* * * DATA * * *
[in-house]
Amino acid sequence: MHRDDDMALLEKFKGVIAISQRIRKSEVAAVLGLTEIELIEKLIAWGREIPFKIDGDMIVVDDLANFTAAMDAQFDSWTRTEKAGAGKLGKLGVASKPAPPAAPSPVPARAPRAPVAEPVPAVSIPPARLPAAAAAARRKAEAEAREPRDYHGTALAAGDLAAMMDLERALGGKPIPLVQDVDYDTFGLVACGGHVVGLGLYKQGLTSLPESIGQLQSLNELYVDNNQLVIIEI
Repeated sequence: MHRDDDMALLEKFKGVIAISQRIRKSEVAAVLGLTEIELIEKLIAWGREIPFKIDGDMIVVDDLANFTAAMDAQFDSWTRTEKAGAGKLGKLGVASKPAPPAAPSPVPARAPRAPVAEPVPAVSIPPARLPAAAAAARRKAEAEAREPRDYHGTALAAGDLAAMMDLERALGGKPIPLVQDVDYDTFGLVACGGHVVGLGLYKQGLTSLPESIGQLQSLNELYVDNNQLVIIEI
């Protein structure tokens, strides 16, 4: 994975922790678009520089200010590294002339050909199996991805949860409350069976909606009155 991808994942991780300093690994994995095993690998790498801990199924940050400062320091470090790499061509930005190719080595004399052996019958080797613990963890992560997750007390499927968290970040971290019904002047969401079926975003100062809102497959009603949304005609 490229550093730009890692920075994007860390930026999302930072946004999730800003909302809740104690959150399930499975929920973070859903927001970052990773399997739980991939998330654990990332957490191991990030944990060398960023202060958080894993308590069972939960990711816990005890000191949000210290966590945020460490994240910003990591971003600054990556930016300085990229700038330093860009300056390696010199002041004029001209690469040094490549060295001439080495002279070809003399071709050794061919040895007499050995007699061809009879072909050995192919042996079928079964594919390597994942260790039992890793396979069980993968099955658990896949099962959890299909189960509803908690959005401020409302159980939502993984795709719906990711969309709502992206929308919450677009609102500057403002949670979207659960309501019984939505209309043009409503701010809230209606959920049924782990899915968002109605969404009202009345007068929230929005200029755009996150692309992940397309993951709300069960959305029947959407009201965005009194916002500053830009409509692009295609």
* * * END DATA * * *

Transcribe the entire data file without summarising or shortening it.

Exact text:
[in-house]
Amino acid sequence: MHRDDDMALLEKFKGVIAISQRIRKSEVAAVLGLTEIELIEKLIAWGREIPFKIDGDMIVVDDLANFTAAMDAQFDSWTRTEKAGAGKLGKLGVASKPAPPAAPSPVPARAPRAPVAEPVPAVSIPPARLPAAAAAARRKAEAEAREPRDYHGTALAAGDLAAMMDLERALGGKPIPLVQDVDYDTFGLVACGGHVVGLGLYKQGLTSLPESIGQLQSLNELYVDNNQLVIIEI
Repeated sequence: MHRDDDMALLEKFKGVIAISQRIRKSEVAAVLGLTEIELIEKLIAWGREIPFKIDGDMIVVDDLANFTAAMDAQFDSWTRTEKAGAGKLGKLGVASKPAPPAAPSPVPARAPRAPVAEPVPAVSIPPARLPAAAAAARRKAEAEAREPRDYHGTALAAGDLAAMMDLERALGGKPIPLVQDVDYDTFGLVACGGHVVGLGLYKQGLTSLPESIGQLQSLNELYVDNNQLVIIEI
């Protein structure tokens, strides 16, 4: 994975922790678009520089200010590294002339050909199996991805949860409350069976909606009155 991808994942991780300093690994994995095993690998790498801990199924940050400062320091470090790499061509930005190719080595004399052996019958080797613990963890992560997750007390499927968290970040971290019904002047969401079926975003100062809102497959009603949304005609 490229550093730009890692920075994007860390930026999302930072946004999730800003909302809740104690959150399930499975929920973070859903927001970052990773399997739980991939998330654990990332957490191991990030944990060398960023202060958080894993308590069972939960990711816990005890000191949000210290966590945020460490994240910003990591971003600054990556930016300085990229700038330093860009300056390696010199002041004029001209690469040094490549060295001439080495002279070809003399071709050794061919040895007499050995007699061809009879072909050995192919042996079928079964594919390597994942260790039992890793396979069980993968099955658990896949099962959890299909189960509803908690959005401020409302159980939502993984795709719906990711969309709502992206929308919450677009609102500057403002949670979207659960309501019984939505209309043009409503701010809230209606959920049924782990899915968002109605969404009202009345007068929230929005200029755009996150692309992940397309993951709300069960959305029947959407009201965005009194916002500053830009409509692009295609």